Thursday, December 17, 2009

Raccoons and Regulations

"Saving just one animal wont change the world.....but surely, the world will change for that one animal". A friend sent me that quote last night, I like it. I got it right before the phone rang at about 930 at night, which is always a Trooper, Sheriff's Deputy, ACO (Animal Control Officer), or a upset civilian with animal issues. I had just got off the phone with a really great man. There are two dogs in a kennel, no shelter near his house and he is concerned for their well is abuse, nothing will get done.... I DON'T have a badge or any ACO authority at all. I just run a huge animal rescue facility, have almost bankrupted my family several times and have no legal authority to get people to feed their horse or take care of their dogs. What I do know is that the squeeky wheel gets grease. I do know how to get people to do their jobs, it might take a couple of weeks but people can be pressured to do the right thing. I hung up the phone, kind of depressed about not being able to give the guy any quick solution. Remember do not take the law into your own hands, DOCUMENT EVERYTHING. Write down dates, times, take photos and keep track of vital facts. It can all be used to force someone to feed their animals, get them shelter or for a law enforcement officer to write tickets ... people dont like fines. My next advice is ALWAYS cover your ass, by documenting everything and knowing the laws ... you can keep yourself from being sued.
Shortly after I hung up with the man concerned about the dogs left outside 24/7 with no shelter (a violation of Ag and Markets Animal Welfare Law). The phone rang again; ohhhh no.... RVS or Rabies Vector Species are tough to handle because few people in the State of NY are licensed to handle them. (That problem is another story, this story will show the need) I called the woman, It was an Animal Control Officer in the Capital District (I never use names/agencies). She had answered a call on a busy city street where a car had run over a Raccoon, which I thought was strange on a very cold, windy winter night. She had responded to the call where a concerned motorist had stopped, removed the Coon from the road and had left the scene. The first problem that I had with this was who is he, where did he go and DID HE TOUCH THE COON? As I was talking the ACO through what she needed to do and her options, the motorist showed up and was irate that she hadnt put the wounded coon in her van yet. She put me on speaker phone while she was getting the coon in a box into a crate and into the heated van. I tried to explain to the man that we needed his name and number and I would do whatever I could to help the Coon but procedure had to be followed. He said he paid taxes, said that we were doing everything wrong and fled the scene of the incident but luckily we had his license plate number. A witness (whose name and number we already had) said she saw him pick the Coon up and put it in the box with his bare hands. A foolish move to deny and a action that will cost the wounded coon his life. With the info up to this point, I told the ACO that she would have to take the Coon to a 24 hour Emergency Vet Clinic (name not included here), have it euthanized and they would need to send it to Wadsworth Lab for Rabies testing. The coon had been hit by 3 cars, was squealing in pain but fighting death. I thought that was the end of a bad day for the coon, concerned motorist and the ACO that had been "off duty" for 2 hours by this point. Once she got to the Vet Clinic, since the Coon was still alive, they wouldn't take it, wouldnt euthanize it and wouldn't help her...said they were not licensed..... Am I the only one in the State that has a license to handle Coons? Im back on speaker phone again by this point, the vet agreed to package and send it to the lab if it was dead.... they didn't have a pole syringe (which I find amazing). The ACO does not have her Rabies Vaccinations (which I find amazing)....NO ONE wanted to deal with this. Dispatch was pissed the ACO picked the coon up (she had to there was human exposure, she is sworn to protect the public), No one would come to shoot the coon (not the humane euthanasia I had visioned) and this poor ACO was at the end of her options and talking about driving the coon an hour and a half to me.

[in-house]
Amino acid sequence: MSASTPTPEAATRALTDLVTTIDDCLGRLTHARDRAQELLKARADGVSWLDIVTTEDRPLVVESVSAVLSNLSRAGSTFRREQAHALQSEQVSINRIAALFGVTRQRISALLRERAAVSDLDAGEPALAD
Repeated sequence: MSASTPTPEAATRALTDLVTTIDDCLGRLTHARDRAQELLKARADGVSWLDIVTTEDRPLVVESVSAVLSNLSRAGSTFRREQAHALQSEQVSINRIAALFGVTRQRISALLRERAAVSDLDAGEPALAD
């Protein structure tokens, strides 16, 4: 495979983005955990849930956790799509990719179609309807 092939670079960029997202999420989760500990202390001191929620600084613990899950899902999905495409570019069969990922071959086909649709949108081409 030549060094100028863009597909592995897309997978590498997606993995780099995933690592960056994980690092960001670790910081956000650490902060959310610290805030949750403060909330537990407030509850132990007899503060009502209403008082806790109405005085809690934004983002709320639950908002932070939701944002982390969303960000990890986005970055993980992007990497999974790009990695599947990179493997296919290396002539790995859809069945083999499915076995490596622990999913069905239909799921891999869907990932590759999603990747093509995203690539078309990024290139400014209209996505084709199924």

Very few people are aware of rabies protocol, the hazards of raccoon roundworms in their feces (also fatal in humans), nor the procedures for dealing with a coon after a human has been exposed by touching them, being bitten, etc.. My last resort, I told her to call DEC Dispatch and have them send out a CO (Conservation Officer) to euthanize the coon. The ACO was thrilled and told me the officer that was responding, I know the officer so I called him to let him know what the situation was. I look forward to hearing the results of this rabies test, if it is positive, this motorist is really lucky that this ACO got his license plate number. I wish that I could have saved the coon but it wasn't in the cards in this hand. Im glad that I could do this one by phone and I wished that more law enforcement officers, veterinarians, ACO's, health departments and civilians knew the procedures for handling wildlife RVS rabies potential exposure. Your lesson for the day, if you see a injured animal in the road ... do NOT touch it. Even if it is not rabid (which it most likely isn't) hooves and talons can be just as dangerous. I actually had someone bring me a deer last year (that had been hit by a car) in their backseat....very foolish. I should write a book.:) Later.

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